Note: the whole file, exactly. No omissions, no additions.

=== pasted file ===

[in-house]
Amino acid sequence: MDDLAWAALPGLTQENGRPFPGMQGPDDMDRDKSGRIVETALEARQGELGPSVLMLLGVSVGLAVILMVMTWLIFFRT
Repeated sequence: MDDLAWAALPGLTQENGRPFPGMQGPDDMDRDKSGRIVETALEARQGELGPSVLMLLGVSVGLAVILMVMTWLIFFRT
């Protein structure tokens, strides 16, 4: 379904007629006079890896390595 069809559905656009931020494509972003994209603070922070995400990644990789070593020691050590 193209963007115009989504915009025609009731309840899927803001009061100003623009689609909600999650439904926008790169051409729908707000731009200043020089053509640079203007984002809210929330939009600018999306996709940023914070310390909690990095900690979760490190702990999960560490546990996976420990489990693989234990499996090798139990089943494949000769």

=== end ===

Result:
[in-house]
Amino acid sequence: MDDLAWAALPGLTQENGRPFPGMQGPDDMDRDKSGRIVETALEARQGELGPSVLMLLGVSVGLAVILMVMTWLIFFRT
Repeated sequence: MDDLAWAALPGLTQENGRPFPGMQGPDDMDRDKSGRIVETALEARQGELGPSVLMLLGVSVGLAVILMVMTWLIFFRT
């Protein structure tokens, strides 16, 4: 379904007629006079890896390595 069809559905656009931020494509972003994209603070922070995400990644990789070593020691050590 193209963007115009989504915009025609009731309840899927803001009061100003623009689609909600999650439904926008790169051409729908707000731009200043020089053509640079203007984002809210929330939009600018999306996709940023914070310390909690990095900690979760490190702990999960560490546990996976420990489990693989234990499996090798139990089943494949000769």